Archive for the ‘Medicine’ Category
By Kemba Dunham, Boston Globe
“There is a great responsibility that comes with this education,’’ said Rasmus, an African-American who is originally from Houston. ’’It will enable me to impact my community in ways that may increase their quality of life and their longevity.’’
More minority students like Rasmus are enrolling in US medical schools, according a study by the Association of American Medical Colleges, a nonprofit that represents all 150 accredited medical schools in the United States and Canada. Native Americans had the largest enrollment growth, at 24.8 percent, followed by a 9 percent increase for Hispanics; 2.9 percent for African-Americans; and 2.4 percent for Asians. The growth is in part due to a push by schools to attract more underrepresented minorities — African-Americans, Mexican-Americans, Native Americans, and mainland Puerto Ricans — to meet the needs of an increasingly diverse population.
By Kathleen Burge, Boston Globe
Dr. Mildred Jefferson, the first African-American woman to graduate from Harvard Medical School and the first female surgical intern at Boston City Hospital, broke many race and gender barriers during her long career as a doctor. But it was when she turned to politics, emerging four decades ago as a eloquent leader of the antiabortion movement, that she began to win a following.
Dr. Jefferson died Friday at 84, according to Anne Fox, a close friend and the president of Massachusetts Citizens for Life. The exact cause of death is unclear, but Fox said Dr. Jefferson’s health had declined two weeks before her death.
“She was one of our founders and her philosophy profoundly affected the movement,’’ said Darla St. Martin, co-executive director of the National Right to Life Committee. “She spoke to young, to old, to all religions, to all races, to all people.’’
by Queenie Wong, US News & World Report
1. Regina Benjamin was born in 1956 in Mobile, Ala., and raised in Daphne, where her divorced mother worked as a waitress.
2. Benjamin cites her “strong-willed and very compassionate” grandmother, who died when she was 9, as her mentor.
3. Her family has had a history of illnesses. Her father died of diabetes and hypertension, her only brother of an HIV-related illness, and her mother of .
by Desiree Hunter, Associated Press
Battered and flooded by Hurricane Katrina, this coastal Alabama fishing village was in wreckage four years ago when Dr. Regina Benjamin began assessing her patients’ needs. Trouble was, her little health clinic had been flooded and they couldn’t come to see her.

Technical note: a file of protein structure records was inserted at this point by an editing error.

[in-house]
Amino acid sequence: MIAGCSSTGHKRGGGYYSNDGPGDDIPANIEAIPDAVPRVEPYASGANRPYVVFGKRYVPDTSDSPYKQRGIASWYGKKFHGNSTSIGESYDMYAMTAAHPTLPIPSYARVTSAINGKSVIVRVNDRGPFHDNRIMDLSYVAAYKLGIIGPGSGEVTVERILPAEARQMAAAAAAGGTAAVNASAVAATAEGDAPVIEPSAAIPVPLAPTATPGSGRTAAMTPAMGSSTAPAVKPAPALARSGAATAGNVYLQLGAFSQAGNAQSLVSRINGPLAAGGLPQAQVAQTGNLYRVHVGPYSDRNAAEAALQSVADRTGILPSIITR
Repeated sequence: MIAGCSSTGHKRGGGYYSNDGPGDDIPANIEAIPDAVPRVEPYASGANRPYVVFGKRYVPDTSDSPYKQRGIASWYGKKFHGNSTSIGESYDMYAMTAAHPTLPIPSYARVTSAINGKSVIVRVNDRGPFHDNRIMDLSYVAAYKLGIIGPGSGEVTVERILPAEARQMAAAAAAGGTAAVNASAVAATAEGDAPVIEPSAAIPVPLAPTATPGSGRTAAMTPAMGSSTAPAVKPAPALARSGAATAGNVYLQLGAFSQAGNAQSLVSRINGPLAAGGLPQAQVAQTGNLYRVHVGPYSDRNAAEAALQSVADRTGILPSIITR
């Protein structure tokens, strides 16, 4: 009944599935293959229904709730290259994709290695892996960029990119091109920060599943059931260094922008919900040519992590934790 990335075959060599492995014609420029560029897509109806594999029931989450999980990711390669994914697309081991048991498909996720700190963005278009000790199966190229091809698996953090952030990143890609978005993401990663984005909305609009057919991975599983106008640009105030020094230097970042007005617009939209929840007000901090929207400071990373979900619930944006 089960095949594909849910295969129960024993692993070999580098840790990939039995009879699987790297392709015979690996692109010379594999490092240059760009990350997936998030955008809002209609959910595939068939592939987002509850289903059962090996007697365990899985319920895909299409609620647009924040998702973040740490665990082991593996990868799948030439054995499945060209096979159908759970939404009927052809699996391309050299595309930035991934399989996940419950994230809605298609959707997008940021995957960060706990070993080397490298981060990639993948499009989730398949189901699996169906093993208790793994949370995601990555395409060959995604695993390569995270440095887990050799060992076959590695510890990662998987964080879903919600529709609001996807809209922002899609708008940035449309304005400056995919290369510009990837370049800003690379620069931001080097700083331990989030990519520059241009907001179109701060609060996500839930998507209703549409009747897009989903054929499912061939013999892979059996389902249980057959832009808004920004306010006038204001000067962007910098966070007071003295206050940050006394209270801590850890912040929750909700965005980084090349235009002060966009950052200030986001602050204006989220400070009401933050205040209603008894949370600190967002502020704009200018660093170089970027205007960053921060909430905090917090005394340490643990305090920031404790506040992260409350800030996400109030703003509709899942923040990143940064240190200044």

So she went to them.
She could be seen “going door-to-door in all that mud and sewer, just a mess from her head to her toes with boots on,” Stan Wright, one of her patients, said Monday, hours after Benjamin was nominated by President Barack Obama to be U.S. surgeon general.
by Beth Miller, Washington University in St Louis
A program at Washington University School of Medicine in St. Louis and St. Louis Children’s Hospital designed to increase awareness about sickle cell disease and the importance of blood donations within the African-American faith community led to a 60 percent increase in first-time blood donations, a new study has found.
The program, called Sickle Cell Sabbath, was formally launched in 2003 by Michael R. DeBaun, M.D., professor of pediatrics at the School of Medicine and a sickle-cell disease specialist at St. Louis Children’s Hospital. It is observed on Sundays from February (Black History Month) through June, in honor of Charles Drew, M.D., an African-American blood specialist whose pioneering work in blood collection, plasma processing and transfusion laid the foundation for modern blood banking. Its aim is to educate congregations of predominantly African-American churches about sickle cell disease and the benefit of blood and cord-blood donations and to make giving blood more convenient by encouraging church sponsorship of blood drives. Read the rest of this entry »
If Dr. Roderick Claybrooks had his way, academic superstars would be as popular as “American Idol” and as publicized as the Super Bowl.
It pains him that many youths “especially African-American boys and girls” see entertainment or athletics as their only ticket to success.
“You have a much better chance of becoming a surgeon than of becoming the next Kobe Bryant,” Claybrooks, a spine surgeon, tells them.
To which he often gets a puzzled look. But Claybrooks, 36, doesn’t back down.
He backs it up with numbers.
He says there are about 400 men playing in the NBA, but hundreds of thousands of doctors. There are 921,904 physicians, including 161,370 surgeons, in the United States, according to the American Medical Association.
“An education, a good education, is the surest ticket out of the ghetto,” Claybrooks says emphatically.
He knows because, although he didn’t grow up poor, education opened doors to opportunities he would have had no other way.
He’s so convinced of it that he wrote “The Black Student’s Guide to Success” and published it himself late last year.
Claybrooks says he was driven to write the book because it bothered him that so many kids he talked to had limited aspirations and many people he treated had promise but were doing nothing to develop their potential.
National radio personality Steve Harvey was so impressed with Claybrooks and his message, “he interviewed him on his nationally syndicated show” that he invited him to be among a group of people from a variety of professions to speak to 100 students at the Disney Dreamers Academy in Florida last month.
Read the entire article at Contra Costa Times